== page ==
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50 Years Ago: Development of Contant Friendship begins in Abingdon

As taken from the pages of The Aegis dated Thursday, September 20, 1962:

The county commissioners held an informal meeting concerning plans for the development of 850 acres at the Route 24 intersection of the Northeastern Expressway. The development was temporarily named "Constant Friendship" and included the land bordered by the Emmorton Road, Singer Road, Winters Run and the new Expressway. The land was zoned for both residential and industrial to include 3,400 apartment units, 150 units of R-1, 1,200 units of R-2 and 170 acres of M-1, light industrial land. The plan additionally called for an industrial park, churches, schools, a small business district and a motel.

The Bel Air town commissioners passed an ordinance providing for a Sanitary Sewer Capital Contribution Charge. The charge would be collectible from lots or areas within the town that were not yet connected with the town's sewage system. Lots or areas within the town as of Jan. 1, 1962 or lots developed in the future would be subject to an applicable rate. The schedule provided for a $260 rate for single family residences, $260 for the first 10 units in an apartment plus $160 for each additional unit over 10. The rate for all other properties was based on water meter sizes. This ordnance was passed to recover from newly developed lands the cost of any improvement or extension to the sewer system of the town caused by such development.

An 8-year-old youth died as a result of a shotgun shot to his face. Johnnie Blankenship was playing in his backyard on Trappe Church Road near Darlington when the weapon, containing a live shell, discharged and the blast struck the left side of the boy's face. He was rushed to Harford Memorial Hospital, where he was pronounced dead.

Three people were hurt when their car ran off Hess Road and struck an embankment. The driver, 22-year-old Harold Davis Jr., suffered laceration of the face and neck, and his two passengers, 21-year-old William Underwood, was cut on the head and 18-year-old Dorothy Coe suffered head injuries. The three passengers were then taken to Union Memorial Hospital and treated for their injuries.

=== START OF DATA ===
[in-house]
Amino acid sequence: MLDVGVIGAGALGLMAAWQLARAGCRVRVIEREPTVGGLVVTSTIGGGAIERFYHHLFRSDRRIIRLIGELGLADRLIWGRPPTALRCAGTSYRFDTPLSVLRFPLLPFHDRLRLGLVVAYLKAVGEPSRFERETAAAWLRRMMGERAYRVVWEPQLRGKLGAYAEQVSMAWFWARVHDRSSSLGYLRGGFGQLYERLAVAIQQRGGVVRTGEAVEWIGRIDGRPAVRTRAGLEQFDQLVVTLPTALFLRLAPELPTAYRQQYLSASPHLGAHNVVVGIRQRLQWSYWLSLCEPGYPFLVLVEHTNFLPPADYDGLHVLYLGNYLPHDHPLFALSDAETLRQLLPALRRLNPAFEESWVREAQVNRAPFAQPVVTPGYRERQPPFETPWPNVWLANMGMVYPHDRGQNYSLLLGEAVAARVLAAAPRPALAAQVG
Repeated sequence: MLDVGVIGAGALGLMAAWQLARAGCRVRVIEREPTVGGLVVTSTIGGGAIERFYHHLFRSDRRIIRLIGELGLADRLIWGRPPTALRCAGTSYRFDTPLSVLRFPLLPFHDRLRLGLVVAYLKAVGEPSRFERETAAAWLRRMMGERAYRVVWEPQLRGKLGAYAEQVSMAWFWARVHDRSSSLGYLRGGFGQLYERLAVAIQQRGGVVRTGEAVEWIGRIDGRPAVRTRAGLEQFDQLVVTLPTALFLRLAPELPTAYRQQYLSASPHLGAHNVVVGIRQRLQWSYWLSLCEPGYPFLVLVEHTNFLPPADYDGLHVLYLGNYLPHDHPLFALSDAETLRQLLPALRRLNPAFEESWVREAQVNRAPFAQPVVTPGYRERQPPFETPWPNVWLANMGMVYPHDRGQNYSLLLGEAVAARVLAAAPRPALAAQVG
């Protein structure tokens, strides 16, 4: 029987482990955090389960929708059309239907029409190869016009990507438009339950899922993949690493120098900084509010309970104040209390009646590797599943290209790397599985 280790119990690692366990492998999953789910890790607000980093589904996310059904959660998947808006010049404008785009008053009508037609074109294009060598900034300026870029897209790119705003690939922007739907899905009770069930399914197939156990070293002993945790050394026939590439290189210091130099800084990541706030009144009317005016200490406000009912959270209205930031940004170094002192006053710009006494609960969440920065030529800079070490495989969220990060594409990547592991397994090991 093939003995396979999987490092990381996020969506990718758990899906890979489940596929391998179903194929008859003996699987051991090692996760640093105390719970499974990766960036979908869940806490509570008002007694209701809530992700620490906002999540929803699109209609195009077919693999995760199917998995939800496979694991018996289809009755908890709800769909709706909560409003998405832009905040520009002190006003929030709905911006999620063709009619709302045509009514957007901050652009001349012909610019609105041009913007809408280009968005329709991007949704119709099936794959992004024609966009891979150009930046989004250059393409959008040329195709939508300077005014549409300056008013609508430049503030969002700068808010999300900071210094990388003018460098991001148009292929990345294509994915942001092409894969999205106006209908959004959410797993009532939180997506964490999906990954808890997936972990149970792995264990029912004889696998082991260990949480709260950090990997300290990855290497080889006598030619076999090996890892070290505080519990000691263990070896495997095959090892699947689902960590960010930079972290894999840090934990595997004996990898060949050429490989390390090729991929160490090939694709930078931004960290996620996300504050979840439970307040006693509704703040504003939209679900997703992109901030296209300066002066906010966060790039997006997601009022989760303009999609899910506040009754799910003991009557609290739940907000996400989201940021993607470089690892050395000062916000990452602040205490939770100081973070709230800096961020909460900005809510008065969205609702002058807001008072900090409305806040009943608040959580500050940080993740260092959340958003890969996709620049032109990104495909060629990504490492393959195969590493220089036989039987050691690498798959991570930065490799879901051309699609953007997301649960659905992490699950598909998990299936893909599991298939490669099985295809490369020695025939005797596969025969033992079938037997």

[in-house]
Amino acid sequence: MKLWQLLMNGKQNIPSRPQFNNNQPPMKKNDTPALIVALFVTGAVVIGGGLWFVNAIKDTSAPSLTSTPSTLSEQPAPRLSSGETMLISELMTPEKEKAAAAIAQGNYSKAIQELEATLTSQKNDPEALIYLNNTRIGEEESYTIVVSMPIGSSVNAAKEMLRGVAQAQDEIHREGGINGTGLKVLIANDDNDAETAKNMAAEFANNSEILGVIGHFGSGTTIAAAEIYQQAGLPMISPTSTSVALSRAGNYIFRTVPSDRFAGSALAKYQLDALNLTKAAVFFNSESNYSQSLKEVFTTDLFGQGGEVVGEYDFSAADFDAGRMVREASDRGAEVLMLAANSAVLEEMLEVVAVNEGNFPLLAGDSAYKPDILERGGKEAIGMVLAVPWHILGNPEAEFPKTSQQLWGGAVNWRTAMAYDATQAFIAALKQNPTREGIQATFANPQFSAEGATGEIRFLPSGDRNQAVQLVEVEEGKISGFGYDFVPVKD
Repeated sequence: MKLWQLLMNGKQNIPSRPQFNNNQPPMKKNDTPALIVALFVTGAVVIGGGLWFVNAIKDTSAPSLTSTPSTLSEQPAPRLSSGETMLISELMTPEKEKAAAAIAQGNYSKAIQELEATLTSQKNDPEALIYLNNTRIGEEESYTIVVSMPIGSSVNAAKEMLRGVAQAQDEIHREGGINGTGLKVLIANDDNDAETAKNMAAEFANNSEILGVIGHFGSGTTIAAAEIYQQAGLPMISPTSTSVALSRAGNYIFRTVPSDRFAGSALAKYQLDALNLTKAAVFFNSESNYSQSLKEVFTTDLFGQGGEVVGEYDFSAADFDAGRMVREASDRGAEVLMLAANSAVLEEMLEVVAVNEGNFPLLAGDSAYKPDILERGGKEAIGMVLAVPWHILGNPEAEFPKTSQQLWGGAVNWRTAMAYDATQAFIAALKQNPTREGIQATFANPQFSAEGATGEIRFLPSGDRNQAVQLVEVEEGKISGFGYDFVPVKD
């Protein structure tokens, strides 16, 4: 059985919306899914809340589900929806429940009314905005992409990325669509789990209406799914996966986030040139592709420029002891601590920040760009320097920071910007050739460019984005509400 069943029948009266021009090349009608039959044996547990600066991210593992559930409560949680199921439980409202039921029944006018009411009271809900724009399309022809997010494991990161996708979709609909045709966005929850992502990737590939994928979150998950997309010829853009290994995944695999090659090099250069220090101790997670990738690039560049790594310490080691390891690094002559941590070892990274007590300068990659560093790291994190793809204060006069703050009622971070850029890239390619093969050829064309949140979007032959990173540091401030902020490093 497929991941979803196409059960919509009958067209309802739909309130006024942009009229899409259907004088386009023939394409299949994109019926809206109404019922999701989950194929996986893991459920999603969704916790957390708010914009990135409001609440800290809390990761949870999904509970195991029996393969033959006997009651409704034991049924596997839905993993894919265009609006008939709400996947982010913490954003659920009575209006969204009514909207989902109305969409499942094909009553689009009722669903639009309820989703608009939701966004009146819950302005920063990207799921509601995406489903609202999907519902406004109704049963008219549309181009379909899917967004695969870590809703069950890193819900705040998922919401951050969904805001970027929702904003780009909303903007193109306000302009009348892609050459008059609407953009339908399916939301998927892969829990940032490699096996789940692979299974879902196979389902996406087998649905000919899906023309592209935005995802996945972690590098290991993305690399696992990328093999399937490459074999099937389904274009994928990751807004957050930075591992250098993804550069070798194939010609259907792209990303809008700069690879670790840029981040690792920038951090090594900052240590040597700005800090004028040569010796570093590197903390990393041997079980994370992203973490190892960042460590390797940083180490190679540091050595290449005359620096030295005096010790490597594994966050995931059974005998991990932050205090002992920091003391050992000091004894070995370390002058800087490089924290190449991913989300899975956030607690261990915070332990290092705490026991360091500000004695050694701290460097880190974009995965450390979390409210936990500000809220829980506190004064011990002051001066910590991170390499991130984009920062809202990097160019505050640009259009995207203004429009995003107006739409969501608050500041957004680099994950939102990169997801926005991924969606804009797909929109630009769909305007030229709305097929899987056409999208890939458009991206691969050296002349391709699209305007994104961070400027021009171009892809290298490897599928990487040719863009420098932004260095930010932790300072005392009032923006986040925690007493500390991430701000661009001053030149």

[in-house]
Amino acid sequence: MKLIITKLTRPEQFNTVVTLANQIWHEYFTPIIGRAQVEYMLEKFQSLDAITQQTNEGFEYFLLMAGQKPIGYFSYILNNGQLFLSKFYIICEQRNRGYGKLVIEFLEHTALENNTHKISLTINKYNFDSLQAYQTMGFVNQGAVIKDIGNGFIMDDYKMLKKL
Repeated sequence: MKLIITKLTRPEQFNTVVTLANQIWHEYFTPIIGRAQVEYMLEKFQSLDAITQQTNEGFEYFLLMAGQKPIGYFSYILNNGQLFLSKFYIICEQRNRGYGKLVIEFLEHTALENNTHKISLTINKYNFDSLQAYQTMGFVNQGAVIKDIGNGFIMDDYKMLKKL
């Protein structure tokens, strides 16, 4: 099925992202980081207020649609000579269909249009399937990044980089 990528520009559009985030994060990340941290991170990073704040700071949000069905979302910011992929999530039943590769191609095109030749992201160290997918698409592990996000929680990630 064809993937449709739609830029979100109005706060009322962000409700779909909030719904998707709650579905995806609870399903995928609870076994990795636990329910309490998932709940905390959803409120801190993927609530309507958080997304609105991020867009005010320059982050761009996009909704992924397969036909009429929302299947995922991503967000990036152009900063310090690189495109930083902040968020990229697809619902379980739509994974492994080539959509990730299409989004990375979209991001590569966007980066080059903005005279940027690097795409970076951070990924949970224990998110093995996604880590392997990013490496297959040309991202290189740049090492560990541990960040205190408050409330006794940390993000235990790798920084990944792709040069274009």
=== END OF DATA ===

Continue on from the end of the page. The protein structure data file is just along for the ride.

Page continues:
A dedication of the new Winters Run Park area was held by the Park Board of Harford County. The public was invited to attend at the picnic area on the east side of Winters Run Road, on Winter Run, south of Singer Road on the property owned by Edmund Schwanke. The Schwanke family was thanked by the county for its generous contribution.

Slugs were discovered in two coin-operated vending machines in the Route 1 business area. About $40 worth of merchandise was obtained from the Blue Bell Restaurant and approximately $15 worth from Joe's Bar near Kingsville.

Mail boxes were stolen from two residences of Whitaker Mill Road. One of the victims also had a paper box removed from his property.

A new post chapel was dedicated at the Edgewood Arsenal. The new, completely air conditioned, colonial-type chapel seated 450, 200 more seats then the original chapel where people worshiped for 21 years. The administrative section contained a non-denominational prayer room for meditation, a blessed sacrament chapel, chaplains' offices, a lounge and a kitchen. The other wing housed classrooms which could also be used as an assembly hall.

George F. Harrison's Quality Paints on Main Street advertised: "All Harrison's Paints $2 off a gallon while it lasts." "Regularly priced from $4.25 a gallon."

Kelly's Laundromat, West Pennsylvania Avenue advertised: "For Just $2, You Can DRY CLEAN This Many Clothes: 2 Wool Sport Shirts, 4 Sweaters, 2 Pairs Slacks, 3 Children's Outfits, up to a total of 8 lbs, in our coin-operated dry cleaners."

Safeway, 312 S. Main St., Bel Air advertised: Kellogg's Corn Flakes, 2-ounce 37 cents; Campbell's Tomato Soup, four 10.5 ounce cans, 45 cents; peanut butter, three-pound jar, 99 cents; orange Juice, 5-6 ounce cans, 75 cents; Skylark crushed wheat bread, 1 pound loaf, 19 cents.

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